Seeing the World

Machu Picchu in Peru

Machu Picchu, Peru

I’ve been lucky to visit some amazing places over the years, with Peru, Iceland and Croatia standing out as highlights.  The sunset picture above was taken on a lovely sailing holiday to Croatia a couple of years back.  I loved telling my nephews and another friend recently about the geysir in Iceland too – an awesome display of nature.  Another highlight from a family holiday to the States was seeing an amazing electric storm, and many of the sights in Peru were pretty incredible as well. 

I had half planned a trip to celebrate submitting my PhD, since long holidays have been out of reach for quite some time.  However, my new job means while affording it may be bit easier, getting the time off for a more farflung adventure will prove more difficult.  I’m keen to go to India, which in my mind requires at least 3 weeks.  I was thinking about Easter, but now a few things have combined to make it more likely to be something for the following year.

Fingal's Cave, Staffa from the sea

Fingal's Cave, Staffa

If one of the main things I’m after in travelling is seeing beautiful and amazing scenery, I know that is possible much closer to home.  As well as the Malverns and Clent Hills nearby, I also love visiting the west coast of Scotland and found plenty to photograph and stare at in awe after some bargain train fares  [Birmingham to Glasgow to Oban to Edinburgh to Birmingham for under £40 total with super advance tickets this summer 🙂 ] The other main thing I travel for is to see culture, and my 16th consecutive visit to the Edinburgh festival meant I managed to pack in plenty of that as well.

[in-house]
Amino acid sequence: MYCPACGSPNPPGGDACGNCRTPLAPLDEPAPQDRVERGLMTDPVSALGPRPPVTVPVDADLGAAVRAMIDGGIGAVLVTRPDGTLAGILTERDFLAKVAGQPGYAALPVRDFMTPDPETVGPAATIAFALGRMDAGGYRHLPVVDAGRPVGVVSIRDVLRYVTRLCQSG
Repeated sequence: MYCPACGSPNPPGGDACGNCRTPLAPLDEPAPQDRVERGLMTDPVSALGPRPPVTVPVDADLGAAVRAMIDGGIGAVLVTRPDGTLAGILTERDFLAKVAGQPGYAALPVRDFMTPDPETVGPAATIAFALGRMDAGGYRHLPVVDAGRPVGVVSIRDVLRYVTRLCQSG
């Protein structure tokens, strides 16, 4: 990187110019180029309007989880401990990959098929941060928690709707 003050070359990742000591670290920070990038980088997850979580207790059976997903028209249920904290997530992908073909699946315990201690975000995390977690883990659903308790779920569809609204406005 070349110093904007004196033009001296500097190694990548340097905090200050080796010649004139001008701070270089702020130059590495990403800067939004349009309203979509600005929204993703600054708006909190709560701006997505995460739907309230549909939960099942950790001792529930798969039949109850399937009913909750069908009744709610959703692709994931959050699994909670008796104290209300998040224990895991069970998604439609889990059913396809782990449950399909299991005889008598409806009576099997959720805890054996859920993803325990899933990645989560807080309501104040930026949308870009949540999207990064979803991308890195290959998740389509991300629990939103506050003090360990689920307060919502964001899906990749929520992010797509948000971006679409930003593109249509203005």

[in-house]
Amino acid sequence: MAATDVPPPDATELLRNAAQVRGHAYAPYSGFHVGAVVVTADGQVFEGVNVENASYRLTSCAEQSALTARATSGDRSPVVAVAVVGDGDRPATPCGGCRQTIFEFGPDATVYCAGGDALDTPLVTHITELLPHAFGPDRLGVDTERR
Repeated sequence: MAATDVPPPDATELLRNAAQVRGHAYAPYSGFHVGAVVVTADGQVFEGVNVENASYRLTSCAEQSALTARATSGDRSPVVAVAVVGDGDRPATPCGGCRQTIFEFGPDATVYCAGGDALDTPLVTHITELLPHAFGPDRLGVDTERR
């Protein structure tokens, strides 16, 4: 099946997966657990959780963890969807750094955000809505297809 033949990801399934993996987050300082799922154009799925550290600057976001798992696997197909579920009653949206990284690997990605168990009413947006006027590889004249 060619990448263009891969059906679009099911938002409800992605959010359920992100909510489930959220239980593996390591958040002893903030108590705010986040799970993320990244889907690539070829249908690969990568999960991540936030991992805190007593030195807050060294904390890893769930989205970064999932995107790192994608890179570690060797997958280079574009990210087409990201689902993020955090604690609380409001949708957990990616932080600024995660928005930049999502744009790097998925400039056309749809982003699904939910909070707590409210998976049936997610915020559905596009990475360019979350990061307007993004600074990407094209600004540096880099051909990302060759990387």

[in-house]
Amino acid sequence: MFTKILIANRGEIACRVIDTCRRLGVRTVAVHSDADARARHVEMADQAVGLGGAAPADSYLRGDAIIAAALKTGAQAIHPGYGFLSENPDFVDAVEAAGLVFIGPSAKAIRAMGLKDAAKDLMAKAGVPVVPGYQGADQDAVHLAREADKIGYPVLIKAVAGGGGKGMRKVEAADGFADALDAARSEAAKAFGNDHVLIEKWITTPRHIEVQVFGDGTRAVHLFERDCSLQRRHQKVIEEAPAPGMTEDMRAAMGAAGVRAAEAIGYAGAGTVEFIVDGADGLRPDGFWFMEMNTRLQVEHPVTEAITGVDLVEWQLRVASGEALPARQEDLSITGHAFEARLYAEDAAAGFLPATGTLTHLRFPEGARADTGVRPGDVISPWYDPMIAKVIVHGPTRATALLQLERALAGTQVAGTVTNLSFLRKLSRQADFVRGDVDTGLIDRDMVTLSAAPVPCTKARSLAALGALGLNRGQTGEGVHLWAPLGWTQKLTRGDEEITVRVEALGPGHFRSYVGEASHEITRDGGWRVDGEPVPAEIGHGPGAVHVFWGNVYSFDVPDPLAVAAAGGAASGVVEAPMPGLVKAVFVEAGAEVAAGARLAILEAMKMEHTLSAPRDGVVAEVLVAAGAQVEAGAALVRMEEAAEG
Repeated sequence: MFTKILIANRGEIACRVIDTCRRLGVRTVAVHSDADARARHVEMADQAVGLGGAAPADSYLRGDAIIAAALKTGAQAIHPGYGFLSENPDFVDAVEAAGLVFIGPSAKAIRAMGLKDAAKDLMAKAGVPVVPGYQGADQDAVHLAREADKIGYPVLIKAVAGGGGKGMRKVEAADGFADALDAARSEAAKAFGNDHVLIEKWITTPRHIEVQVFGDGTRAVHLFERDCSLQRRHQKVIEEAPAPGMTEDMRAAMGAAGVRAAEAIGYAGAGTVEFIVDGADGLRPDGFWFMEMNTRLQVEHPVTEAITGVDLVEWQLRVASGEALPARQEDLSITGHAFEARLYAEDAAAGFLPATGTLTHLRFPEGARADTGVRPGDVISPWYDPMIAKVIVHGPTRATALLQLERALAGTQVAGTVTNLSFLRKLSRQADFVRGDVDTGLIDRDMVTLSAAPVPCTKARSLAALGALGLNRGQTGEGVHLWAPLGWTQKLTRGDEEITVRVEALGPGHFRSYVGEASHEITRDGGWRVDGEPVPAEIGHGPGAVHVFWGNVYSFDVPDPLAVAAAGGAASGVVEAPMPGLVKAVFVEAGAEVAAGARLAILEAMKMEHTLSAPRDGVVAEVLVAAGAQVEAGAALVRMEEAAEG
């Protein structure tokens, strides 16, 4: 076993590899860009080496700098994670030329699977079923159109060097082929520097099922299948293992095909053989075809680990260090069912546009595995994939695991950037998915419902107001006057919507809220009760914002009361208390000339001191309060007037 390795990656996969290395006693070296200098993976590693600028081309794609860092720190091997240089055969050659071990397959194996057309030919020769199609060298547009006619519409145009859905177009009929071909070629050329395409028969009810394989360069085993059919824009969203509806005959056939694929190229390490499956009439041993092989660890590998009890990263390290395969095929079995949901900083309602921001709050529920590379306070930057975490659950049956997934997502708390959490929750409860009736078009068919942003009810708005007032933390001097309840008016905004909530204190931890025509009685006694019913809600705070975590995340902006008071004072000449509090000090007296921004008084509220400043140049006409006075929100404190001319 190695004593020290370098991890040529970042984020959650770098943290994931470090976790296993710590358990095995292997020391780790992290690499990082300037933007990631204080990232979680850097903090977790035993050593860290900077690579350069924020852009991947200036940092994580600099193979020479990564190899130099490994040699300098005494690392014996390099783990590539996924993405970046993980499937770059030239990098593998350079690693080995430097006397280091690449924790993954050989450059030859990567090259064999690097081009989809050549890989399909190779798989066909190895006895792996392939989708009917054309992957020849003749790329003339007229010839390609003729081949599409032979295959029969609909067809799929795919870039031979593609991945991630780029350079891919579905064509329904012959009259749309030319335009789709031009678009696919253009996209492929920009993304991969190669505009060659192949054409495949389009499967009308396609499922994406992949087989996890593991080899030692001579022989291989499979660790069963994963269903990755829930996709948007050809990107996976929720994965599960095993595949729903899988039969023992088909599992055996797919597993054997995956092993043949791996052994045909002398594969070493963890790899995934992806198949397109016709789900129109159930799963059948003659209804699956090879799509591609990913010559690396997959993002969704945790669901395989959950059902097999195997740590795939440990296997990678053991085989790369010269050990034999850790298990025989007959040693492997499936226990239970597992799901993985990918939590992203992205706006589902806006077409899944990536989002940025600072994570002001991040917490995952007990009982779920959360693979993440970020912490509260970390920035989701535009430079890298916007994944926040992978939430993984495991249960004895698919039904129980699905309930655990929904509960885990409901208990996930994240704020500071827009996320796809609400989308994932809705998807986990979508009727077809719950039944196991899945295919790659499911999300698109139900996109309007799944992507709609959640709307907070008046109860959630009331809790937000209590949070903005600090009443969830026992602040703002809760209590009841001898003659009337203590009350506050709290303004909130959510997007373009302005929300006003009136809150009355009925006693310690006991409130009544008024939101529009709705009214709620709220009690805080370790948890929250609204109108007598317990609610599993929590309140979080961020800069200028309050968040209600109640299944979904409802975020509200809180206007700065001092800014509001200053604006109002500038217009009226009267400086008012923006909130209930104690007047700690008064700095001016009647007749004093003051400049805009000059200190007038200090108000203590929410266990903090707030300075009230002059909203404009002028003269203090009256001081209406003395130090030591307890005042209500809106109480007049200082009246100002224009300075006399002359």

When it comes to seeing the world though, if I open my eyes I find much of it is on my doorstep.  At a conservative guess I’d say there were people of at least 20 different ethnic backgrounds on my bus to work yesterday.  I passed churches, Sikh Gurdwaras, at least one mosque, a prison and a major hospital as well as shops selling food from a dazzling array of countries.  On my bus home there was a girl in a wheelchair as well as two mums with buggies, teenagers and older people.  The International Secondary School I pass draws students from over 30 nationalities, and I was surprised a few weeks back to see pupils boarding the bus with supervision from a kind of ‘bus bouncer’ – a guy in a fluorescent vest who checked passes, kept the rowdy kids in order and encouraged them to move further down inside the bus.  When I asked the girl next to me if this was a ‘bus bouncer’ she was a bit taken aback.  Apparently he was the headmaster.  That made me think I’d seen it all…

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